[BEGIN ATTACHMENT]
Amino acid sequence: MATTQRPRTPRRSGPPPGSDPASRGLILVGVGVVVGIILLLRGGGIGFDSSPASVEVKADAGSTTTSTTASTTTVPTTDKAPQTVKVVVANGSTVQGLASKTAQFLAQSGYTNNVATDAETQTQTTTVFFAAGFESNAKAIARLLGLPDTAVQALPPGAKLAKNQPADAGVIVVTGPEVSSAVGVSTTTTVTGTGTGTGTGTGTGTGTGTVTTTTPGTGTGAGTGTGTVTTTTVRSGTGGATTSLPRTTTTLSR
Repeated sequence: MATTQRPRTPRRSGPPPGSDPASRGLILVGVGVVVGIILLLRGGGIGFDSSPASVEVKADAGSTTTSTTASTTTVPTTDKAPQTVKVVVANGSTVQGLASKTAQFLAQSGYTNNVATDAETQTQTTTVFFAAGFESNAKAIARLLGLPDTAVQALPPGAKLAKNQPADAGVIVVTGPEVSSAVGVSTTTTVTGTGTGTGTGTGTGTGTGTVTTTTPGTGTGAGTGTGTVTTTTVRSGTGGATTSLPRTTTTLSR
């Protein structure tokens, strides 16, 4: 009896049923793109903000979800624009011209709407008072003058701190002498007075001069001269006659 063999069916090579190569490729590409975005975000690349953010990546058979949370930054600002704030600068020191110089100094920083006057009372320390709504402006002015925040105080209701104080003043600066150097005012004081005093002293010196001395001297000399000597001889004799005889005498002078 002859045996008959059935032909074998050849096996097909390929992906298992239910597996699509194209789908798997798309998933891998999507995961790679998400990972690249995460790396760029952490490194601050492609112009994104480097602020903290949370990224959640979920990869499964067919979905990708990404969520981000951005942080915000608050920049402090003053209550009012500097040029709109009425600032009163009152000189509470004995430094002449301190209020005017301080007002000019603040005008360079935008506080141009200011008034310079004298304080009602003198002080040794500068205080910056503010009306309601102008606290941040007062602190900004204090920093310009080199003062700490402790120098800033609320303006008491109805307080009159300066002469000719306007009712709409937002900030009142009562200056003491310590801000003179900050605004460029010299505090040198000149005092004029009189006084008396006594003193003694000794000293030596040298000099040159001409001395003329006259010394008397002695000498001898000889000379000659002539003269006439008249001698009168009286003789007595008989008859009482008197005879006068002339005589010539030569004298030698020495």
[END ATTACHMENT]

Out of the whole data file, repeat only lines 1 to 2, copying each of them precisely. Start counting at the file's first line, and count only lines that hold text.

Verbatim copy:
Amino acid sequence: MATTQRPRTPRRSGPPPGSDPASRGLILVGVGVVVGIILLLRGGGIGFDSSPASVEVKADAGSTTTSTTASTTTVPTTDKAPQTVKVVVANGSTVQGLASKTAQFLAQSGYTNNVATDAETQTQTTTVFFAAGFESNAKAIARLLGLPDTAVQALPPGAKLAKNQPADAGVIVVTGPEVSSAVGVSTTTTVTGTGTGTGTGTGTGTGTGTVTTTTPGTGTGAGTGTGTVTTTTVRSGTGGATTSLPRTTTTLSR
Repeated sequence: MATTQRPRTPRRSGPPPGSDPASRGLILVGVGVVVGIILLLRGGGIGFDSSPASVEVKADAGSTTTSTTASTTTVPTTDKAPQTVKVVVANGSTVQGLASKTAQFLAQSGYTNNVATDAETQTQTTTVFFAAGFESNAKAIARLLGLPDTAVQALPPGAKLAKNQPADAGVIVVTGPEVSSAVGVSTTTTVTGTGTGTGTGTGTGTGTGTVTTTTPGTGTGAGTGTGTVTTTTVRSGTGGATTSLPRTTTTLSR